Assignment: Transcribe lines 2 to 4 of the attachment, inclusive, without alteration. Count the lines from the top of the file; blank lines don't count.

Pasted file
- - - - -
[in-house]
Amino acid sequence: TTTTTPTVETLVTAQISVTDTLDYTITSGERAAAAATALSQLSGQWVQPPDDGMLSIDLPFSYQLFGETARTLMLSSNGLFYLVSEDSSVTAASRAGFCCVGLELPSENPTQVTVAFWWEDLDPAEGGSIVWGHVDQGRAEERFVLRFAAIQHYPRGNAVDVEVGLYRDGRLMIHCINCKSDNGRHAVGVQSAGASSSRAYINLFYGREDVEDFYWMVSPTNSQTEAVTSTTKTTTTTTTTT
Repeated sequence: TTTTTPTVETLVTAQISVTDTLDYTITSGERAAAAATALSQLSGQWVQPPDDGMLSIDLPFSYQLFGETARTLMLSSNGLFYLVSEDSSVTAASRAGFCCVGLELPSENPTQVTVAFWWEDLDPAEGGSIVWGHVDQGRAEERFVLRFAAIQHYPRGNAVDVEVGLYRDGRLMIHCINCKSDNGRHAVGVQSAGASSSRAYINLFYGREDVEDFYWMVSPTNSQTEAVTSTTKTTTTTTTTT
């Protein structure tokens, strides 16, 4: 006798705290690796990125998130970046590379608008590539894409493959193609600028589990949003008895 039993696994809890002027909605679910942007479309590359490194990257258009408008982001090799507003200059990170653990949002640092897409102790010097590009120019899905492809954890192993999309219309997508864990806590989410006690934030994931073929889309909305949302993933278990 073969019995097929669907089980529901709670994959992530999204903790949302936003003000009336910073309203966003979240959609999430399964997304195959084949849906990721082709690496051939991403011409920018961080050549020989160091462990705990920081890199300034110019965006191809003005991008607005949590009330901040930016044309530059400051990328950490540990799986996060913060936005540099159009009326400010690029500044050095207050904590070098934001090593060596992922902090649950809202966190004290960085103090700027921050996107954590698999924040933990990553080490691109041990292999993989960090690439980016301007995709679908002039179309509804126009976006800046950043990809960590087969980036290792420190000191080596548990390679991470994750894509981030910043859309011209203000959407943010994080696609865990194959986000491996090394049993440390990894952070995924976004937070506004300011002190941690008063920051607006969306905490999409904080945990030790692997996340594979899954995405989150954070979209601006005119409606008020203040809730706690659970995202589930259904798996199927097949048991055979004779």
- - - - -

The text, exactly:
Amino acid sequence: TTTTTPTVETLVTAQISVTDTLDYTITSGERAAAAATALSQLSGQWVQPPDDGMLSIDLPFSYQLFGETARTLMLSSNGLFYLVSEDSSVTAASRAGFCCVGLELPSENPTQVTVAFWWEDLDPAEGGSIVWGHVDQGRAEERFVLRFAAIQHYPRGNAVDVEVGLYRDGRLMIHCINCKSDNGRHAVGVQSAGASSSRAYINLFYGREDVEDFYWMVSPTNSQTEAVTSTTKTTTTTTTTT
Repeated sequence: TTTTTPTVETLVTAQISVTDTLDYTITSGERAAAAATALSQLSGQWVQPPDDGMLSIDLPFSYQLFGETARTLMLSSNGLFYLVSEDSSVTAASRAGFCCVGLELPSENPTQVTVAFWWEDLDPAEGGSIVWGHVDQGRAEERFVLRFAAIQHYPRGNAVDVEVGLYRDGRLMIHCINCKSDNGRHAVGVQSAGASSSRAYINLFYGREDVEDFYWMVSPTNSQTEAVTSTTKTTTTTTTTT
């Protein structure tokens, strides 16, 4: 006798705290690796990125998130970046590379608008590539894409493959193609600028589990949003008895 039993696994809890002027909605679910942007479309590359490194990257258009408008982001090799507003200059990170653990949002640092897409102790010097590009120019899905492809954890192993999309219309997508864990806590989410006690934030994931073929889309909305949302993933278990 073969019995097929669907089980529901709670994959992530999204903790949302936003003000009336910073309203966003979240959609999430399964997304195959084949849906990721082709690496051939991403011409920018961080050549020989160091462990705990920081890199300034110019965006191809003005991008607005949590009330901040930016044309530059400051990328950490540990799986996060913060936005540099159009009326400010690029500044050095207050904590070098934001090593060596992922902090649950809202966190004290960085103090700027921050996107954590698999924040933990990553080490691109041990292999993989960090690439980016301007995709679908002039179309509804126009976006800046950043990809960590087969980036290792420190000191080596548990390679991470994750894509981030910043859309011209203000959407943010994080696609865990194959986000491996090394049993440390990894952070995924976004937070506004300011002190941690008063920051607006969306905490999409904080945990030790692997996340594979899954995405989150954070979209601006005119409606008020203040809730706690659970995202589930259904798996199927097949048991055979004779």